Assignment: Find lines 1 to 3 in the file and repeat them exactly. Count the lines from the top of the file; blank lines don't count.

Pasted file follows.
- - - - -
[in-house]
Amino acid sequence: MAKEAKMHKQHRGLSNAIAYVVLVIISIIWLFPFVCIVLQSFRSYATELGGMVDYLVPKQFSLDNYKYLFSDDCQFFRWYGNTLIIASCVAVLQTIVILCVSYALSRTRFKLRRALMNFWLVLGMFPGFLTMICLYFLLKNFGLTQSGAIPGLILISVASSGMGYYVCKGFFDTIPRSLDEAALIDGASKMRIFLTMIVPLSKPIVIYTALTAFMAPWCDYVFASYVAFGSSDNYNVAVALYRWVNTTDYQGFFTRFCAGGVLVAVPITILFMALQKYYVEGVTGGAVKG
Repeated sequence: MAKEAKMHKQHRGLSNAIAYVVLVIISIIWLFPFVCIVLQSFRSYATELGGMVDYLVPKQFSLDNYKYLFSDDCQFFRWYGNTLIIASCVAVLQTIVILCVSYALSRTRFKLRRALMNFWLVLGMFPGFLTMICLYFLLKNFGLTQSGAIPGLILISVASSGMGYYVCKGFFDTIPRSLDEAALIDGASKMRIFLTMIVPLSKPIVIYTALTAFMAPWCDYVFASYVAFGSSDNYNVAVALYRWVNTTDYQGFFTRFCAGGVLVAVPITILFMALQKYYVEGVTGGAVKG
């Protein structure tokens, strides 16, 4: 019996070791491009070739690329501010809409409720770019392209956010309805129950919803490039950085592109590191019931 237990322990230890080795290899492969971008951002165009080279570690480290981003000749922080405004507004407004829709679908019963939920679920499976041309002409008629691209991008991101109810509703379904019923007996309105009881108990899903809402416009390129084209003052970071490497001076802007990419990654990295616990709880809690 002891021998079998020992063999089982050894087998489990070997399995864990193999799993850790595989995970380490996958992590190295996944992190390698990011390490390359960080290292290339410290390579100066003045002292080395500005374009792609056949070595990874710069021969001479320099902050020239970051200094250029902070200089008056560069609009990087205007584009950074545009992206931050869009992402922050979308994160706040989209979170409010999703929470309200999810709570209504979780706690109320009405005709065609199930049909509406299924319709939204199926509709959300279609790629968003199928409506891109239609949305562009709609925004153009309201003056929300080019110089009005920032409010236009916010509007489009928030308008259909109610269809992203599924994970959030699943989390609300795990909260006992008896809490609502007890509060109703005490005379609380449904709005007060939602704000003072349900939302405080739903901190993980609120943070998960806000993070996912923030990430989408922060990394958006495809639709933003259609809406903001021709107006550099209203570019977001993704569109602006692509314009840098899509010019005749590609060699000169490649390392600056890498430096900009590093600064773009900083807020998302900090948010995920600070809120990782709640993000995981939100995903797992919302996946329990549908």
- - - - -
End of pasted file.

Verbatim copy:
[in-house]
Amino acid sequence: MAKEAKMHKQHRGLSNAIAYVVLVIISIIWLFPFVCIVLQSFRSYATELGGMVDYLVPKQFSLDNYKYLFSDDCQFFRWYGNTLIIASCVAVLQTIVILCVSYALSRTRFKLRRALMNFWLVLGMFPGFLTMICLYFLLKNFGLTQSGAIPGLILISVASSGMGYYVCKGFFDTIPRSLDEAALIDGASKMRIFLTMIVPLSKPIVIYTALTAFMAPWCDYVFASYVAFGSSDNYNVAVALYRWVNTTDYQGFFTRFCAGGVLVAVPITILFMALQKYYVEGVTGGAVKG
Repeated sequence: MAKEAKMHKQHRGLSNAIAYVVLVIISIIWLFPFVCIVLQSFRSYATELGGMVDYLVPKQFSLDNYKYLFSDDCQFFRWYGNTLIIASCVAVLQTIVILCVSYALSRTRFKLRRALMNFWLVLGMFPGFLTMICLYFLLKNFGLTQSGAIPGLILISVASSGMGYYVCKGFFDTIPRSLDEAALIDGASKMRIFLTMIVPLSKPIVIYTALTAFMAPWCDYVFASYVAFGSSDNYNVAVALYRWVNTTDYQGFFTRFCAGGVLVAVPITILFMALQKYYVEGVTGGAVKG